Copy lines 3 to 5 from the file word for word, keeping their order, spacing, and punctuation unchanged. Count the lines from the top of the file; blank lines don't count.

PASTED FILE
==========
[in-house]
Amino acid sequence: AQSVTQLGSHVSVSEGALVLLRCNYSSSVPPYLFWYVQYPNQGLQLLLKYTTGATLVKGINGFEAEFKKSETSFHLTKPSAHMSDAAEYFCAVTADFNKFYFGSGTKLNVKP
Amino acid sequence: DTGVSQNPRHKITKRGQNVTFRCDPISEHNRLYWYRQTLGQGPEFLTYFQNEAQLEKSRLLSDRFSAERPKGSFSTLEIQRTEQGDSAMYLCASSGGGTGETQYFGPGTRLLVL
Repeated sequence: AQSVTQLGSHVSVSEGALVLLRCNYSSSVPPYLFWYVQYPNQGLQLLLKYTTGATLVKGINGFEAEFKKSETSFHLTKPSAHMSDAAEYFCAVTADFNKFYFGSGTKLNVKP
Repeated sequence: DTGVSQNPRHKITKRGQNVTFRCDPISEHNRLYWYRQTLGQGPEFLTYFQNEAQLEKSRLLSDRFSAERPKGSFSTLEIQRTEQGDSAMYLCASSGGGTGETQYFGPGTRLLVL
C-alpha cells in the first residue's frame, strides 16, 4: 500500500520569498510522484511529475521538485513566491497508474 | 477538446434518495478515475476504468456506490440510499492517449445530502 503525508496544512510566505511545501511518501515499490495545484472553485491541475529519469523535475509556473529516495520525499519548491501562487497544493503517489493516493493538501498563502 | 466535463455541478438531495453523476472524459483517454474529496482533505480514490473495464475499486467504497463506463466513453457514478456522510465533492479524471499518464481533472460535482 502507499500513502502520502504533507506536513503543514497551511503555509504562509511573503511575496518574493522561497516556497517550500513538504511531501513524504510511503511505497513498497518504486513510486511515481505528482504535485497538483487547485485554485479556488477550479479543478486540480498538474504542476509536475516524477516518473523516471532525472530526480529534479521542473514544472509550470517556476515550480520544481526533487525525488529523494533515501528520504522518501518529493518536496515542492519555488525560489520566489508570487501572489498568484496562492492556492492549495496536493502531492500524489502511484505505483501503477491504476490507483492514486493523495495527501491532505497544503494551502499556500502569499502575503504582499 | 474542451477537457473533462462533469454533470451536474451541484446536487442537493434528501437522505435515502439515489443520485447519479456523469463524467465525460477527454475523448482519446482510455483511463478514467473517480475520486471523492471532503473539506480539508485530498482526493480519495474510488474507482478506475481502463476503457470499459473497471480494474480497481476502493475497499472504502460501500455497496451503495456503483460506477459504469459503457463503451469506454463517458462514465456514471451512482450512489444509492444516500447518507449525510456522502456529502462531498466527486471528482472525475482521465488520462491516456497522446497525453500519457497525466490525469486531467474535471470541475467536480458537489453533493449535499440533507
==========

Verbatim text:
Amino acid sequence: DTGVSQNPRHKITKRGQNVTFRCDPISEHNRLYWYRQTLGQGPEFLTYFQNEAQLEKSRLLSDRFSAERPKGSFSTLEIQRTEQGDSAMYLCASSGGGTGETQYFGPGTRLLVL
Repeated sequence: AQSVTQLGSHVSVSEGALVLLRCNYSSSVPPYLFWYVQYPNQGLQLLLKYTTGATLVKGINGFEAEFKKSETSFHLTKPSAHMSDAAEYFCAVTADFNKFYFGSGTKLNVKP
Repeated sequence: DTGVSQNPRHKITKRGQNVTFRCDPISEHNRLYWYRQTLGQGPEFLTYFQNEAQLEKSRLLSDRFSAERPKGSFSTLEIQRTEQGDSAMYLCASSGGGTGETQYFGPGTRLLVL